The gut–brain axis plays an important role in the bidirectional communication between the gut and brain (1, 2). Emerging evidence suggests that gut microbiota dysbiosis can exert immunomodulatory effects on the progression and development of neurological diseases, such as stroke (3, 4). However, most studies investigating the interaction of the gut microbiota with the brain and immune system are based on rodent findings, and rodents are significantly different from humans in terms of neuroanatomy, the gastrointestinal tract, and behavior (e.g., coprophagia), which may influence the gut microbiota (5, 6). Thus, rodent studies are limited with regard to poststroke gut microbiota dysbiosis in humans. Gut microbiota dysbiosis has also been shown in ischemic stroke patients (7). Nevertheless, clinical studies on the gut microbiota in stroke patients also have limitations. Interindividual variation in daily diet (8) as well as comorbidities such as hypertension (9), diabetes (10), and obesity (11) may influence the gut microbiota in stroke patients. Non-human primates (NHPs) share more similarities with humans regarding immunology, genetic structure, feeding behavior, neuroanatomy, and gastrointestinal tract structure than do rodents (6, 12, 13) and are therefore an excellent model for studying the influence of the poststroke brain–gut microbiota axis.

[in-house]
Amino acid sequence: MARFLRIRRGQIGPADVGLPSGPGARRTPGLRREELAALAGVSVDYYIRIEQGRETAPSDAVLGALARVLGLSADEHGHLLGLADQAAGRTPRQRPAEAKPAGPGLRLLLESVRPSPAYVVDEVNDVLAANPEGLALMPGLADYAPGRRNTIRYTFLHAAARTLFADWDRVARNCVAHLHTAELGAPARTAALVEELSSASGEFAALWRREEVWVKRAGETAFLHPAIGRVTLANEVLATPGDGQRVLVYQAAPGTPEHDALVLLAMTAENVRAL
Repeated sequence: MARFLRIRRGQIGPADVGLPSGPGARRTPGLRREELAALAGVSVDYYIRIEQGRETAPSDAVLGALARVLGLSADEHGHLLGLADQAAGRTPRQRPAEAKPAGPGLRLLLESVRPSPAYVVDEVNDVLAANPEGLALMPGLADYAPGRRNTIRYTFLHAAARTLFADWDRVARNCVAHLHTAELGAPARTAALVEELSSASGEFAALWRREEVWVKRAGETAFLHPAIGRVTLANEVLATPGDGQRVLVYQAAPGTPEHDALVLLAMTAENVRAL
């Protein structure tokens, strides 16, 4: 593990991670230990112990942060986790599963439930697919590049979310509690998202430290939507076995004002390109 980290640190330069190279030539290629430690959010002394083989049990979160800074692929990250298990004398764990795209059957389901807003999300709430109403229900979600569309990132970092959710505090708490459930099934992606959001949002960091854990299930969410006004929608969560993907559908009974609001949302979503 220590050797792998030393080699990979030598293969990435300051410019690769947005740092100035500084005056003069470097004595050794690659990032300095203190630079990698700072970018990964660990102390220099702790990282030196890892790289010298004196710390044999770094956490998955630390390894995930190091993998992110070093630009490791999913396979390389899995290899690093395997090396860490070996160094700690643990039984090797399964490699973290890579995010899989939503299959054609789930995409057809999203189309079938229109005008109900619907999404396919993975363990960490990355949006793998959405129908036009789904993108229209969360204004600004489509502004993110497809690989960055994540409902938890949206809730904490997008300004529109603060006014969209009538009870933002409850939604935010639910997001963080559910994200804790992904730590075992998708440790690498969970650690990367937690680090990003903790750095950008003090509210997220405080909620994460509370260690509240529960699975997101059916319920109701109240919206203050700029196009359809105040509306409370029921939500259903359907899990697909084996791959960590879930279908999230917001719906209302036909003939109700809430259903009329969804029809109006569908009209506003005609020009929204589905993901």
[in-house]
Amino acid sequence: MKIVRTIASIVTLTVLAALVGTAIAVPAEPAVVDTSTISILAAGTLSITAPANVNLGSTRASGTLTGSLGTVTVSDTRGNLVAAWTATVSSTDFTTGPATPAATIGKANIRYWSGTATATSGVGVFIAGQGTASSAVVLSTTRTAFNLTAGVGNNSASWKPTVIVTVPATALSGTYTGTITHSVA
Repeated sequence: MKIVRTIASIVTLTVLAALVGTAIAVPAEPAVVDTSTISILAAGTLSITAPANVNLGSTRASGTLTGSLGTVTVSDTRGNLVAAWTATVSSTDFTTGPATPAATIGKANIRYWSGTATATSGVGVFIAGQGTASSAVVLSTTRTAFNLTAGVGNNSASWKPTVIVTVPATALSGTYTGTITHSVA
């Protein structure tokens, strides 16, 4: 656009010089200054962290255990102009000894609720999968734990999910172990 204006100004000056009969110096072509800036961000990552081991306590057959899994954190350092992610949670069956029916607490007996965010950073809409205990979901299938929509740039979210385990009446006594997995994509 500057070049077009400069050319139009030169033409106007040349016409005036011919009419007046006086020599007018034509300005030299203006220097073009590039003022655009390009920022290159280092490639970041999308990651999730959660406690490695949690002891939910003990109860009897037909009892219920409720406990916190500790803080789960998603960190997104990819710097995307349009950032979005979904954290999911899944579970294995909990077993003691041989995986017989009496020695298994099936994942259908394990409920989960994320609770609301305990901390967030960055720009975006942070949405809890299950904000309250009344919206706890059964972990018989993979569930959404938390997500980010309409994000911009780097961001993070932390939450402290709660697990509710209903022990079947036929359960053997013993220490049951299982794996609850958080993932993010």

Gut microbiota dysbiosis can disrupt systemic immune homeostasis by gut-originating metabolic products such as short-chain fatty acids (SCFAs) and proinflammatory factors involved in the gut–brain axis (14–16). SCFAs (acetate, propionate, and butyrate) are the main metabolic products of the gut microbiota, especially in the intestine (14). They are energy sources for intestinal epithelial cells and are also crucial for gut immune homeostasis (17). Lipopolysaccharide (LPS), a potent proinflammatory factor originating from gram-negative bacteria, can induce systemic inflammation, especially when the intestinal mucosal barrier is disrupted (18). In a mouse model, gut microbiota dysbiosis after stroke had been demonstrated affecting the stroke outcome through the immune-mediated pathway (3, 4). However, since the experimental observation time was within 1 week, the long-term effects of cerebral ischemia on the gut microbiota or systemic inflammation were not evaluated.